From the towering Russian Mammoth to the multi-branched, red-flowered Moulin Rouge, sunflowers (Helianthus annuus) are bright ambassadors of sunny summer afternoons. When fall rolls around, however, the leaves die, the stalks brown and a top-heavy stalk sits awkwardly in your landscape. When sunflowers die, grab a sturdy pair of gloves and prepare your garden for the next season.

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Most members of the Helianthus family are annuals.

Harvest Seed

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Cover sunflower heads with a ventiliated bag to disuade hungry birds.

If you have planted a giant sunflower, do not forget to harvest the seeds before the birds do it for you. The leaves along the stalk may still be green; they start their end-of-season decline after the yellow petals surrounding the seed-heavy head are dead or have already dropped. Cut the stem roughly 12 inches from the head when the back of the head is a golden yellow or brown, the petals are dead and the seeds are plump. Hang the head in a sheltered, dry area, and then knock the loosened seeds into a container to fully dry.

Disease

Unfortunately, disease may kill your sunflowers before their time. Downy and powdery mildew -- fungi that form silver, dusty patches on leaves and stems -- do not usually cause severe damage. Verticillium wilt and sclerotinia head rot, however, wilt your sunflowers, form dead patches on the leaves or stems and may affect nearby plants. If a sunflower dies from disease, pull it immediately and dispose of it in the trash. Never compost diseased sunflowers.

Stems and Plants

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Dried stalks snap in half to fit in your trash can, but green stalks resist bending.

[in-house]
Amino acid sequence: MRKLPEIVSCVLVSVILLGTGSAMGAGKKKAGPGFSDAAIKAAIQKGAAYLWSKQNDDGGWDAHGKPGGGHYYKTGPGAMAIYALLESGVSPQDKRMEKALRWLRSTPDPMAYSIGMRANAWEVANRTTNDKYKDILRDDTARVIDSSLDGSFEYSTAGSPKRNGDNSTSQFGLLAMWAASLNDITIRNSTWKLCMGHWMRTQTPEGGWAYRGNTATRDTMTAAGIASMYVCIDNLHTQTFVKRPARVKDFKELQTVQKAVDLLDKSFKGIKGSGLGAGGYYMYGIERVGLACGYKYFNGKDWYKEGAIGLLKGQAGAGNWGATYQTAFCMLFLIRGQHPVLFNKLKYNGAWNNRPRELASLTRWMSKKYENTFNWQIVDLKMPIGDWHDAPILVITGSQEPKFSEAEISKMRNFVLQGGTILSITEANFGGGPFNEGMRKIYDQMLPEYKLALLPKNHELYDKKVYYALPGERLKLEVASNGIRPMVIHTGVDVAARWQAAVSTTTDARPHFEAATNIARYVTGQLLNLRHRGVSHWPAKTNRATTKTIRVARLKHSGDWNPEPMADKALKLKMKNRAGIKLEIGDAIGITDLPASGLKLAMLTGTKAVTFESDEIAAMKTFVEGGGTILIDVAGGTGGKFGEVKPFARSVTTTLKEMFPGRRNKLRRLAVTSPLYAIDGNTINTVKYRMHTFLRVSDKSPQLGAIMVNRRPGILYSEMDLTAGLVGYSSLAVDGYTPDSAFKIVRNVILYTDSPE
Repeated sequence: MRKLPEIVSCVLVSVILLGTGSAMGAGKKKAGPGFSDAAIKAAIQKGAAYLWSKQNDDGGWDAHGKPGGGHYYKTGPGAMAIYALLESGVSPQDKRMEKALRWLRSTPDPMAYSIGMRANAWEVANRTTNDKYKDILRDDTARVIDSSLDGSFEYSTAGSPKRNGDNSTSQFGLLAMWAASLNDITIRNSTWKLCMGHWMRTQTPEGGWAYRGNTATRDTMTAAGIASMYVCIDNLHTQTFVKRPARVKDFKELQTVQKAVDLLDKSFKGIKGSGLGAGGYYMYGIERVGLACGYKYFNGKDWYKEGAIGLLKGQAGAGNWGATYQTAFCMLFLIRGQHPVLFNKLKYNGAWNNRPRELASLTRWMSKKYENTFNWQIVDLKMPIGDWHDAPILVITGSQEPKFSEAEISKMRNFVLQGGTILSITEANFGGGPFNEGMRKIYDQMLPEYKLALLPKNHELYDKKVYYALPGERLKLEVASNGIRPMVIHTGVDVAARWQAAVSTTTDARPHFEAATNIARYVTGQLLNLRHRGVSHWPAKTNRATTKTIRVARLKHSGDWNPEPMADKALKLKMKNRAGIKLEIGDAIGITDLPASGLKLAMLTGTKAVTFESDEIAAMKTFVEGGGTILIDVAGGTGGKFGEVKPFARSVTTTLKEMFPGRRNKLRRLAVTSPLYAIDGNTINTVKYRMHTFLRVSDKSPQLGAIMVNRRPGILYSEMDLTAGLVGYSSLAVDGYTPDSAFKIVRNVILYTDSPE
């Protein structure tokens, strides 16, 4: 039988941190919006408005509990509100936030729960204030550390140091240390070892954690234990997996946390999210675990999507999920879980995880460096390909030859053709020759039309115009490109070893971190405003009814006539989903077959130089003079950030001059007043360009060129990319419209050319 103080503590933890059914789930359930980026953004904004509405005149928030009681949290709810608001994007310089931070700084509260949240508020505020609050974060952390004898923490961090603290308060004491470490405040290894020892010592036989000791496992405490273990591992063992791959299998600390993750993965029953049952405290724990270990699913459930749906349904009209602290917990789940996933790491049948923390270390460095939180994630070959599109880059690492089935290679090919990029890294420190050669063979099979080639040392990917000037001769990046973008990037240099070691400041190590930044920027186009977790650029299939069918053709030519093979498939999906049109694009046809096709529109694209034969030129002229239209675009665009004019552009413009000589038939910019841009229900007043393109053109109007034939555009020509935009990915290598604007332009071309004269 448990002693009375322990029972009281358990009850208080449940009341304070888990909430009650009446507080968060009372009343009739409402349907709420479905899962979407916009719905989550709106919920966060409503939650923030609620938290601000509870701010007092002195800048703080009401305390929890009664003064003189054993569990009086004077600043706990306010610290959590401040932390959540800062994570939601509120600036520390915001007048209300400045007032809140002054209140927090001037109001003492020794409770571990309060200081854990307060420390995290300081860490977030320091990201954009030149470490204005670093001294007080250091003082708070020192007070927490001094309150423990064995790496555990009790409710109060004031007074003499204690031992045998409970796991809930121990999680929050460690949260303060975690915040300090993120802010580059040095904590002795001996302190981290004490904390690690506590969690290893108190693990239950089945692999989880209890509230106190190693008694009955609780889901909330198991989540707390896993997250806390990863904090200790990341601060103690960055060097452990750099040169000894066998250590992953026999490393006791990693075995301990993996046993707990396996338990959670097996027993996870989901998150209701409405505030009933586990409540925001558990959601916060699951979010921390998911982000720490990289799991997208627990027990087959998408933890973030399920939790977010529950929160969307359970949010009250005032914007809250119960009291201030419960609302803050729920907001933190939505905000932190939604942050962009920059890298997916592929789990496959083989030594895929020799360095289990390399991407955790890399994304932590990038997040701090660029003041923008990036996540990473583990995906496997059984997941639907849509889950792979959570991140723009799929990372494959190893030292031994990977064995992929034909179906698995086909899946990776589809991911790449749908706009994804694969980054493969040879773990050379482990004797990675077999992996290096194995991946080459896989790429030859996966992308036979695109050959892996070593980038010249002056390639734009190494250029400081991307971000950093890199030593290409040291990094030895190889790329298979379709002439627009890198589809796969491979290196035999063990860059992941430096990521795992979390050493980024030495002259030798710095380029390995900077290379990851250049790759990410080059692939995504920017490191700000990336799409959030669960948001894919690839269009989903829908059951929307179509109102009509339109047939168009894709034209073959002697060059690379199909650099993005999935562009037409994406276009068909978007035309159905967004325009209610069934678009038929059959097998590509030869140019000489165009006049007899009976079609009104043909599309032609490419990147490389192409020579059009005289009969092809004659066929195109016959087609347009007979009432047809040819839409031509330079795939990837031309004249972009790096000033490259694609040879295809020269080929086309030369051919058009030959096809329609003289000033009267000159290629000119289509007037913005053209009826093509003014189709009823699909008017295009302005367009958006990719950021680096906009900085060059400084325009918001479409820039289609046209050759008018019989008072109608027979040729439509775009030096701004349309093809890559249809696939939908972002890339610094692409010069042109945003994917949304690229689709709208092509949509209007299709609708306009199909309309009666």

Once your annual sunflower dies, simply uproot the plant and knock off excess dirt from the roots. Sunflowers, especially the taller varieties, usually form a single taproot and a thick mat of side roots. Dry, mid-sized plants will not put up much of a fight, but larger plants may cling tenaciously to the ground; water the area before pulling to loosen the soil. If your sunflowers have a single, woody stalk, do not wrestle with it. Instead, grip the top of the stalk and pull sideways, using leverage to pry the base from the ground.

Other Considerations

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Wasps can hide in the most unlikely places.

Use gloves when handling sunflower stalks. Small spines cover the stalks, and, while they do not seem imposing, they easily cause skin irritation. If red ants or wasps frequent your garden, be wary if your leaves are still green; ants and wasps often farm honeydew from aphids hidden on the underside of your sunflower's broad leaves. Remove any large, tough stalks before adding dead sunflowers to your compost pile. The stalks do not break down easily and become a nuisance.